Also, I think that economist should know better to say that productivity is increased because a teacher can reach a greater audience. That measure is not productivity. For a teacher to increase his/her productivity he/she would have to teach a greater amount of material in a shorter amount of time with the same of better student understanding and retention of the material.

As far as smart cars: the reason that they would be cool is the idea that they would be networked together and thus enhance the flow of traffic during rush hour traffic as rush hour traffic exists today. However, the future machine vision has only a few people working with machines doing the rest thus making such a smart car obsolete... in that no one would be commuting to work anymore.

My greatest problem with all this is that no one can really know what the future is going to be. The best solution is to create a system that has the greatest amount of flexibility that can adapt the quickest to what ever happens. Such a system does not come about top down and we are now a long way away from having the freedom necessary for the coming changes.

John writes:

I am surprised that economist consider wikipedia 'free' and contrast it with the encyclopedia sold door-to-door in the past. If one delineates the cost of purchasing a computer and the monthly ISP costs, wikipedia is anything but 'free'.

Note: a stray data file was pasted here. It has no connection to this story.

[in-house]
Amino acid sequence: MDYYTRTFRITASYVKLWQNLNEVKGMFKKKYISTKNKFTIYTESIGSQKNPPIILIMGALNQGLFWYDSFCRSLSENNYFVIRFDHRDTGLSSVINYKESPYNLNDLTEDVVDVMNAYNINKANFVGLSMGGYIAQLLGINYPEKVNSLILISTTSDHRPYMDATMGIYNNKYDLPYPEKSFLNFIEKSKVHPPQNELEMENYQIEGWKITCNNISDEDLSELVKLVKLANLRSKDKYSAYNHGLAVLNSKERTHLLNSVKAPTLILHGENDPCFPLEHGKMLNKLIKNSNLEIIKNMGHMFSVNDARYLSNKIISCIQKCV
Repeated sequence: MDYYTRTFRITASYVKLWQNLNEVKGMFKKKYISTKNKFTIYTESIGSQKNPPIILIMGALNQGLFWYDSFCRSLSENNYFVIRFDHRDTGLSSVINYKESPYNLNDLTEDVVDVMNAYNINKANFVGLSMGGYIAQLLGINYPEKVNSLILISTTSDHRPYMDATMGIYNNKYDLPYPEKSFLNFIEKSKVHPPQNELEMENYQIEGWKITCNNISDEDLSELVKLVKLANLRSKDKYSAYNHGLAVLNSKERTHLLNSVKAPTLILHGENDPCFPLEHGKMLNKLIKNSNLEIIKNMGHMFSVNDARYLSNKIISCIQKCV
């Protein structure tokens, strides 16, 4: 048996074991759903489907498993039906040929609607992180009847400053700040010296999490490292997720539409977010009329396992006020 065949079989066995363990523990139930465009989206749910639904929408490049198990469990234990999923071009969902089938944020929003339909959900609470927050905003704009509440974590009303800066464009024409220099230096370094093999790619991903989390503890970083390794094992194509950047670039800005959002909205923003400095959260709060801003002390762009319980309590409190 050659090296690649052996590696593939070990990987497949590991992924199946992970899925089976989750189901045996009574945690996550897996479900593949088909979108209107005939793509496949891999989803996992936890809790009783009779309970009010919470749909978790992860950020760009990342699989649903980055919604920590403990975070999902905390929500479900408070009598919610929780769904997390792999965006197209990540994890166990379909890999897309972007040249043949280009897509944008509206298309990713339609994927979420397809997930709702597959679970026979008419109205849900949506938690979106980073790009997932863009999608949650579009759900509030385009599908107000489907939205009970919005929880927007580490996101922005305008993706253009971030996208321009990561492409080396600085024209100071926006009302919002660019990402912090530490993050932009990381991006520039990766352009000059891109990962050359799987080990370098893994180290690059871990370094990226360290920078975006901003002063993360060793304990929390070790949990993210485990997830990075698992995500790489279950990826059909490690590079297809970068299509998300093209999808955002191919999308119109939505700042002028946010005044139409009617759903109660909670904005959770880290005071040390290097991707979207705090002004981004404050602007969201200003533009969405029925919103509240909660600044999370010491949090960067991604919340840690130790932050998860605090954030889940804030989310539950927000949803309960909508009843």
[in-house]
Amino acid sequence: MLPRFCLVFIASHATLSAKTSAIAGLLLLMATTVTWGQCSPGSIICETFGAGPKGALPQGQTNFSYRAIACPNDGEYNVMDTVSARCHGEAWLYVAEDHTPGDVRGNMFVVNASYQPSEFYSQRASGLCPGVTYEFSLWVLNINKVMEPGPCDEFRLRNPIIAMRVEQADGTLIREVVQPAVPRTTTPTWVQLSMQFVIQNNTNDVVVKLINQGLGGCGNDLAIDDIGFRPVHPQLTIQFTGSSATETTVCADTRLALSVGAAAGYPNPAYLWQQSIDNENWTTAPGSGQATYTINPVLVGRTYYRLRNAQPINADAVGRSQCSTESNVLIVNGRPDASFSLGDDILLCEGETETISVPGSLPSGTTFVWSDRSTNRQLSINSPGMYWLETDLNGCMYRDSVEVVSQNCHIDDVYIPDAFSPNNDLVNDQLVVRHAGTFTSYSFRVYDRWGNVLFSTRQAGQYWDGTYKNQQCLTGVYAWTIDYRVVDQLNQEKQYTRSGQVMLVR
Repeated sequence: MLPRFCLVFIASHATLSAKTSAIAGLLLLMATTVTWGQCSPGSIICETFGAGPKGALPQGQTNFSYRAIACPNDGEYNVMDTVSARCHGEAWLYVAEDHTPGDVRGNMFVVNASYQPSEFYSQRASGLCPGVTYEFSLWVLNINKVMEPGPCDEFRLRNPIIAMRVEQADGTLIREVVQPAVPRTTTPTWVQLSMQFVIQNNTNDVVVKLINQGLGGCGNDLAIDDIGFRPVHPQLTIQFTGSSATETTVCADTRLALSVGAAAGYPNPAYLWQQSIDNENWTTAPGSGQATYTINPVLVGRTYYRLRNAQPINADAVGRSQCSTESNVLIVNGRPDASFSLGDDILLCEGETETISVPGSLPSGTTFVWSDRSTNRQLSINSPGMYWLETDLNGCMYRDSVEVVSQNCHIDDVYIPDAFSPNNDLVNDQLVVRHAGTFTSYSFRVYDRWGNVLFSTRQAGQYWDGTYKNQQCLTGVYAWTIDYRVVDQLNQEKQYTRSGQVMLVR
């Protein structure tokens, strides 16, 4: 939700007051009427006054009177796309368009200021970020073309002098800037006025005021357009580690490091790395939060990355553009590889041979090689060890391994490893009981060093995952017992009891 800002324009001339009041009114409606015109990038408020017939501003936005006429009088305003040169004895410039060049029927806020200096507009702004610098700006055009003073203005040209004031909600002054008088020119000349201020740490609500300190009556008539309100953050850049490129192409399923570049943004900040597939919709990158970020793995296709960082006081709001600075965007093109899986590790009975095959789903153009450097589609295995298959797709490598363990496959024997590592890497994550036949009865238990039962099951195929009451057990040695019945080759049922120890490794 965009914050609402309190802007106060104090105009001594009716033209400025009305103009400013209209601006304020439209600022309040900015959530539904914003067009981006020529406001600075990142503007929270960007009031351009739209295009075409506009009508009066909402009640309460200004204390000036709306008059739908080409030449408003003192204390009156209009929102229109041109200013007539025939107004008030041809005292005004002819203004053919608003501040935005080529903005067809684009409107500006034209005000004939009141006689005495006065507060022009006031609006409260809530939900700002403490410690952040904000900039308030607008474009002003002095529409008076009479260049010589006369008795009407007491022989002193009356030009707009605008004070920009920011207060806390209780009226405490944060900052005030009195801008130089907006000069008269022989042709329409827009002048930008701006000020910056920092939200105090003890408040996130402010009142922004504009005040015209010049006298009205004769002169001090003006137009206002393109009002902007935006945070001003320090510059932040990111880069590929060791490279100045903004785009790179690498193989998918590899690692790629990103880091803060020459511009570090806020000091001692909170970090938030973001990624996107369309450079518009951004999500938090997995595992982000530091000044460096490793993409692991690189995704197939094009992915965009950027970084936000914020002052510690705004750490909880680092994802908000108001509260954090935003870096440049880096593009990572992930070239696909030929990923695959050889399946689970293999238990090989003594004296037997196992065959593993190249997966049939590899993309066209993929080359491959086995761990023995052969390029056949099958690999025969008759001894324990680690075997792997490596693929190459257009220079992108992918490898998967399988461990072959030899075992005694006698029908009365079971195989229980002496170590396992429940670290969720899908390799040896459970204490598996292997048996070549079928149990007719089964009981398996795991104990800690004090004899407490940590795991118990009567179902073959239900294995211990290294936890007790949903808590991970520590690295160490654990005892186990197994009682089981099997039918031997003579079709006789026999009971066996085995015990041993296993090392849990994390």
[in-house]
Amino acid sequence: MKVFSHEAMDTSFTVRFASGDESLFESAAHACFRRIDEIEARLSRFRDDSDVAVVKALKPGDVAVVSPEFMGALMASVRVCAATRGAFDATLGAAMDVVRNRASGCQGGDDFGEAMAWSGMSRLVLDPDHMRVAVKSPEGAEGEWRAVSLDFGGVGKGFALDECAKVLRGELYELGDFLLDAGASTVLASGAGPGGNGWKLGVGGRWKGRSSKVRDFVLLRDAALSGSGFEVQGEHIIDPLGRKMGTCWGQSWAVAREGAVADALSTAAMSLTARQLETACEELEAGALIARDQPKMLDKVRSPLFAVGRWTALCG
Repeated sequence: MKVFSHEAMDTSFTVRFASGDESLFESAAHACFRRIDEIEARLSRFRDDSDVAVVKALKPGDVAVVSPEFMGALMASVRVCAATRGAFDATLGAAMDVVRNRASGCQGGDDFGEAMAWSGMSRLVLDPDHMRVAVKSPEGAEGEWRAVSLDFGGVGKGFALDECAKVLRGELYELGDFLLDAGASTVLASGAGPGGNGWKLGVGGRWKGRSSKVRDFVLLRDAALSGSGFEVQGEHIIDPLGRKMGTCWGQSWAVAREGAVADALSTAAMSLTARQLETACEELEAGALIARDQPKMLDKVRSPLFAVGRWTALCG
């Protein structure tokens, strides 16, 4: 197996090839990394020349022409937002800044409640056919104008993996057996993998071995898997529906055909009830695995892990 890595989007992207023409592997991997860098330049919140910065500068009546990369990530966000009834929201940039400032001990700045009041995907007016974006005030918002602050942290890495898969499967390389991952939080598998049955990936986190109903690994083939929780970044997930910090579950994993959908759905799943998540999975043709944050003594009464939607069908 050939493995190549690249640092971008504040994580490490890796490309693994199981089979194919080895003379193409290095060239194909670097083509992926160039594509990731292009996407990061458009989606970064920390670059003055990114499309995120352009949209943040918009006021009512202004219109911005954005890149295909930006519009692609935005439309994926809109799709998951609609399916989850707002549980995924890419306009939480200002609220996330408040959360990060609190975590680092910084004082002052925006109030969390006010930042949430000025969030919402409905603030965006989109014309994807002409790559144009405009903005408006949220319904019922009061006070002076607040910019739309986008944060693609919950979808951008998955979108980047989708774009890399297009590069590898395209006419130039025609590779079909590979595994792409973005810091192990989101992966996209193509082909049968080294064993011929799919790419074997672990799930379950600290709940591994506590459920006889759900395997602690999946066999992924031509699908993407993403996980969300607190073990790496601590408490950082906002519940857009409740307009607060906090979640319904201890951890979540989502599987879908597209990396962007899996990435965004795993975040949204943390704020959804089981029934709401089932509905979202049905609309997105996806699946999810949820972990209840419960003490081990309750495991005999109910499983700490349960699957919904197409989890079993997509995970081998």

Consider purchasing an encyclopedia set in 1950. A salesman came to your door and said you could purchase the entire set for, lets say, $500. Amortized over 20 years that comes to ~$2.08 a month.

Now jump to 2014. If you purchase a MAC you will spend $1000+ and the ISP cost per month is roughly $50. That means over 20 years (4 computers) the amortized cost per month is ~$66.66. Now I realized that not all of that cost is looking at wikipedia but $2.08

Perhaps if you multiplied the $66.66 into the exact percentage that you do use wikipedia you might find that the costs are the same and therefore no gain has been made at all in terms of cost reduction.

Thus how can economist make such blanket statements about wikipedia and consider it 'free'? Even if you use the computer at the library the cost isn't free when you consider the taxes that go to pay for the library.